For equal block sizes (), the only equireplicate, binary, efficiency balanced designs are the BIBDs. Unfortunately, an unequally replicated design cannot be efficiency balanced if the block sizes are constant and it is binary. Thus in many instances the best hope is to approximate the relative interest intended by the choice of sample sizes. Approximating efficiency balance (seeking small dispersion in the efficiency factors) will then be a design goal, typically in conjunction with seeking a high overall efficiency factor as measured through one or more summary functions of the canonical efficiency factors. The harmonic mean of the canonical efficiency factors (see below) is often called the'' efficiency factor of a design; if the value is 0.87, for instance, then use of blocks has resulted in an overall 13% loss of information.

For an equireplicate design (all are equal--to say) the canonical efficiency factors are just 1/ times the inverses of the canonical variances; some statisticians consider them a more interpretable alternative to the canonical variances in this case. If all the efficiency factors are 1, the design is fully efficient, a property achieved in the equiblocksize case (with ) only by complete block designs. Consequently, efficiency factors for equireplicate designs can also be interpreted as summarizing the loss of information when using incomplete blocks (block sizes smaller than ) rather than complete blocks.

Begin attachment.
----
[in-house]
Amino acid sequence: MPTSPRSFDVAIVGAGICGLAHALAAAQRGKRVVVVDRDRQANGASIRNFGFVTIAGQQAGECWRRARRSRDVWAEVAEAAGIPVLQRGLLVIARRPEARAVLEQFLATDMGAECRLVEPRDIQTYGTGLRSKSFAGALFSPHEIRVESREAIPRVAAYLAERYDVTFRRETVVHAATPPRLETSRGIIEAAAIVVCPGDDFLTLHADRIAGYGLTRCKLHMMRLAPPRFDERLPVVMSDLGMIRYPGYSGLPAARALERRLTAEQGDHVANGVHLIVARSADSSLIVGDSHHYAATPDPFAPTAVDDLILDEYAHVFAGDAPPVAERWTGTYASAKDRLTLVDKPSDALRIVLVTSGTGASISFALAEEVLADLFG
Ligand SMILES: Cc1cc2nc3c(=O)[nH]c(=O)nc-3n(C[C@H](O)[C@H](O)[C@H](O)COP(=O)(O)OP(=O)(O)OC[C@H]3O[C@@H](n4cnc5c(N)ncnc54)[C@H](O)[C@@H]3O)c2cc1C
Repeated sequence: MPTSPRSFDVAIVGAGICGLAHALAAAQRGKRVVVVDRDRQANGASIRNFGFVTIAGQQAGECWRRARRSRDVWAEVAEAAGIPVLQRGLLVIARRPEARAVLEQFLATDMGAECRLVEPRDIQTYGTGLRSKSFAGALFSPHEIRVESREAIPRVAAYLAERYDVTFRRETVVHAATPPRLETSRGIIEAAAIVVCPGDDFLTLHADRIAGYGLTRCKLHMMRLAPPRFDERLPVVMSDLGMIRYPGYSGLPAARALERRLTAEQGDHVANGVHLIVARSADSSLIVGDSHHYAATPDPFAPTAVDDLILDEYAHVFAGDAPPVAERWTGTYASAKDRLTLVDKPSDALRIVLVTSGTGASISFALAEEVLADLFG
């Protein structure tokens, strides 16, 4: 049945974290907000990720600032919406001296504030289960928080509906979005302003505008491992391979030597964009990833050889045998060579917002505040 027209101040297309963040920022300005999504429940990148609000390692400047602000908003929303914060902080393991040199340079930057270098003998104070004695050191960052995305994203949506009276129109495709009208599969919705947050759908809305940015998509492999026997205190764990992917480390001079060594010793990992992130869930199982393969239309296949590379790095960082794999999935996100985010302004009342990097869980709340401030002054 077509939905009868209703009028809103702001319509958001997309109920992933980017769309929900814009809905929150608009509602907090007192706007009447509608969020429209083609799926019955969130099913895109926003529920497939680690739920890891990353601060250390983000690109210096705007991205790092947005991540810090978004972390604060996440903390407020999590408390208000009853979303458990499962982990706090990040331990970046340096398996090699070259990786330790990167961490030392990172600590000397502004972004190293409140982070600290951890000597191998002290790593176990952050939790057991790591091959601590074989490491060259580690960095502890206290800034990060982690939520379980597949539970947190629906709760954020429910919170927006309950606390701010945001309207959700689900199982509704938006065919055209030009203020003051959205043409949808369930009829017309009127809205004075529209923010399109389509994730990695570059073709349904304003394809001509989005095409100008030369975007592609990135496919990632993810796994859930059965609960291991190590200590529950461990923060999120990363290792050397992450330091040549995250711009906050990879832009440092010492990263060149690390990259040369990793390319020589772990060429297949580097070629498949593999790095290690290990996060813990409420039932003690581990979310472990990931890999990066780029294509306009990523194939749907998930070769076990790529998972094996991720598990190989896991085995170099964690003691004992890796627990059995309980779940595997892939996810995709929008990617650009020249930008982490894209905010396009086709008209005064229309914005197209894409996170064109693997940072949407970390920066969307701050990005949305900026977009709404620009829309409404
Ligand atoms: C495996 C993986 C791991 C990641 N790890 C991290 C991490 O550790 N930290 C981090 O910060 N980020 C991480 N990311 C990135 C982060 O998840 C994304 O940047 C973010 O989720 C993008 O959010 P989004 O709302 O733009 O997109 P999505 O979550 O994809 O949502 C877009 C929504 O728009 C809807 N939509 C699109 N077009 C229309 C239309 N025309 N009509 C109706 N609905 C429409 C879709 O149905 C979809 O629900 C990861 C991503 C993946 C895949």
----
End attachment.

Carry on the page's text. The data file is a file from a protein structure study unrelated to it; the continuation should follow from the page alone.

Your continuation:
The external representation contains the following commonly used